Re: [PATCH, 3.7-rc7, RESEND] fs: revert commit bbdd6808 to fallocateUAPI
From: Eric Sandeen
Date: Fri Dec 07 2012 - 17:52:11 EST
On 12/7/12 3:57 PM, Chris Mason wrote:
> On Fri, Dec 07, 2012 at 02:49:04PM -0700, Ric Wheeler wrote:
>> On 12/07/2012 04:43 PM, Chris Mason wrote:
>>> On Fri, Dec 07, 2012 at 02:27:43PM -0700, Theodore Ts'o wrote:
>>>> On Fri, Dec 07, 2012 at 04:09:32PM -0500, Chris Mason wrote:
>>>>> Persistent trim is what I had in mind, but there are other ideas that do
>>>>> imply a change in behavior as well. Can we safely assume this feature
>>>>> won't matter on spinning media? New features like persistent
>>>>> trim do make it much easier to solve securely, and using a bit for it
>>>>> means we can toss back an error to the app if the underlying storage
>>>>> isn't safe.
>>>> We originally implemented no hide stale for spinning media. Some
>>>> folks have claimed that for XFS their superior technology means that
>>>> no hide stale doesn't buy them anything for HDD's. I'm not entirely
>>>> sure I buy this, since if you need to update metadata, it means at
>>>> least one extra seek for each random write into 4k preallocated space,
>>>> and 7200 RPM disks only have about 200 seeks per second.
>>> True, 7200 RPM disks are slow, but even allowing them to expose stale
>>> data just makes them a little less slow.
>>> I know it's against the rules to pretend that disks don't matter. But
>>> really, once you're doing random IO into a spindle you've given up on
>>> performance anyway.
>> That's right.
>> And equally true, once you have moved the disk heads to that track, you can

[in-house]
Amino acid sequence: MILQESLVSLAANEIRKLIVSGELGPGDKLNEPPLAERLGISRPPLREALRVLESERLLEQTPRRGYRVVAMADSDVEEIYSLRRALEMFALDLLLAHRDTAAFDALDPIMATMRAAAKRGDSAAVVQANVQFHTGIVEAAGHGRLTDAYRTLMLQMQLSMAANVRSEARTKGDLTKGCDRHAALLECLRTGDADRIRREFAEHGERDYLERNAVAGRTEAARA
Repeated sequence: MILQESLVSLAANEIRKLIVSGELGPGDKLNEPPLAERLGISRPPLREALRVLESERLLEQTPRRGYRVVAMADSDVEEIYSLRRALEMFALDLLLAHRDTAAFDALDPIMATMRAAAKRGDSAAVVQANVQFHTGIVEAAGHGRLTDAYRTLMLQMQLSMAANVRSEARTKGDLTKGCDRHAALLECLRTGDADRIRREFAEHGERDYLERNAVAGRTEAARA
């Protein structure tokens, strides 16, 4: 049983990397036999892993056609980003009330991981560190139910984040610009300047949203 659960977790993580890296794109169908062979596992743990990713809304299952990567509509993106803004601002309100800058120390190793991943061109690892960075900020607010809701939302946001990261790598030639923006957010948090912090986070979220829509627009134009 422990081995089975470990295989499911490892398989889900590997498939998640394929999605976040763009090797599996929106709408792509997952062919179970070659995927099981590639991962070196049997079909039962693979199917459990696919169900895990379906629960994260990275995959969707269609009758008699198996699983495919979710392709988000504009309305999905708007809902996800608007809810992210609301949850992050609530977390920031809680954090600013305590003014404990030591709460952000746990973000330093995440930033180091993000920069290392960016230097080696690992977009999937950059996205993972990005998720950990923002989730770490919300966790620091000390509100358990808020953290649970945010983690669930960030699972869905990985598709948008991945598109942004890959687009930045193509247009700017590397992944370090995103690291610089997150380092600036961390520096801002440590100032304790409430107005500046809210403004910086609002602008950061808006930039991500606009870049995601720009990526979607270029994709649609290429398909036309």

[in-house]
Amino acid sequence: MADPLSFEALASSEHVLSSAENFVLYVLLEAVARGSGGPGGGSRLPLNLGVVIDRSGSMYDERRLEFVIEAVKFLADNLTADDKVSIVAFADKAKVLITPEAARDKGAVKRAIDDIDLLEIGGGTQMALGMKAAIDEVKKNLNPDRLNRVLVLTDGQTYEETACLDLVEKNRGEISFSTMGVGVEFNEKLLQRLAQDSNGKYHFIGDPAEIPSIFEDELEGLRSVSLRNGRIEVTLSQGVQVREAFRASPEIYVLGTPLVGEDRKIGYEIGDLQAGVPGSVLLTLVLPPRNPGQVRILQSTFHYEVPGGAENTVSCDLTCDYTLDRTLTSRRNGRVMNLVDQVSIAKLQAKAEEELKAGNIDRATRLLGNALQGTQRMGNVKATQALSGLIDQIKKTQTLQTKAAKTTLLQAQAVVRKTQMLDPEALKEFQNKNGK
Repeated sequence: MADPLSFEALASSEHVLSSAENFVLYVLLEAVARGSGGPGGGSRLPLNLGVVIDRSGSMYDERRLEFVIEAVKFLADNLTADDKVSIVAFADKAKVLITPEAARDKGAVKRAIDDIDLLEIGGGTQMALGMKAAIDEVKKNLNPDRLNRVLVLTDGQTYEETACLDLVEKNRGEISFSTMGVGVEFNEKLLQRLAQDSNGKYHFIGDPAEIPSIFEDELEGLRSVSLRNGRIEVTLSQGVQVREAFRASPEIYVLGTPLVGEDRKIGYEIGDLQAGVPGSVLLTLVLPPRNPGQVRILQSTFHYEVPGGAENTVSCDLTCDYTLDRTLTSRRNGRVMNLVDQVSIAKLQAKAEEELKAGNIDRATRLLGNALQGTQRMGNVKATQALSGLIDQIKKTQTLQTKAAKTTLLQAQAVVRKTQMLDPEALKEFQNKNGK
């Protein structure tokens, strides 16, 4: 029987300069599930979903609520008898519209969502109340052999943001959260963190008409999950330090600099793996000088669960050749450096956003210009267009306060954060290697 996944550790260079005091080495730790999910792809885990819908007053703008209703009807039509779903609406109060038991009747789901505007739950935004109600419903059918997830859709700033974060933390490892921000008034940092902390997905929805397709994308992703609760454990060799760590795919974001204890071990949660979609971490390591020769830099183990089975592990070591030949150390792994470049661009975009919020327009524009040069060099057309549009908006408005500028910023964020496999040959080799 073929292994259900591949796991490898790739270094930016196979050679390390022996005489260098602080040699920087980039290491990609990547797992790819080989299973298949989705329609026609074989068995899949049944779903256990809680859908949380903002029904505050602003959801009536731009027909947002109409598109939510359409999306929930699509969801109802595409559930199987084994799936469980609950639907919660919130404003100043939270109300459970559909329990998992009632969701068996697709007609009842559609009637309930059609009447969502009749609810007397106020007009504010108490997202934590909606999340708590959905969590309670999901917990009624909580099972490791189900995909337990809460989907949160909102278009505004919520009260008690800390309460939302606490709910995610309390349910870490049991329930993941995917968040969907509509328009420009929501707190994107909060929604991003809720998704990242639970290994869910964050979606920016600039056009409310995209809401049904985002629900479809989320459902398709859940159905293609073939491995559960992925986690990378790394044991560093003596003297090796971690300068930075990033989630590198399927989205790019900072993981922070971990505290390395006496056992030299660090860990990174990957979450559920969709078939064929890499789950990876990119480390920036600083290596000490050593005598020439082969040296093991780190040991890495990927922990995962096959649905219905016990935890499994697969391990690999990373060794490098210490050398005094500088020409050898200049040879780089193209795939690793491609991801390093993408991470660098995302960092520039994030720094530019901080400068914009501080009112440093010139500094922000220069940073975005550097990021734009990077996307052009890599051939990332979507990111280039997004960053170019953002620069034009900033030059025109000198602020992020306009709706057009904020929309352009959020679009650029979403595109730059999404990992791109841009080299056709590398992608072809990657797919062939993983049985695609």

>> write a lot as cheaply as a little (i.e., do 1MB instead of 4KB). That will also
>> avoid fragmentation of the extents.
> When you do a 4K write, you have to remember that you've written just
> those 4K. When you do a 1MB write, you have to remember that you've
> written just that 1MB. It's the same operation, except with the 1MB
> you've also had to setup all the bios and send down the zeros, and do
> the proper locking to make sure you're not sending zeros down over
> some concurrent IO.
> The 1MB setup is actually more work, but it does greatly reduce the
> amount of time the workload needs to run before it goes into a steady
> state. For smaller files it may work well, but for larger ones I don't
> think it will be enough.
Ext4 already does this, actually, I think - see s_extent_max_zeroout_kb
and how it's used.
/* If extent is less than s_max_zeroout_kb, zeroout directly */
It's not a tunable (*gasp* ;)) but it's currently set to "32" as in
32 kb. Would be fun to bump that up and see how your test goes.
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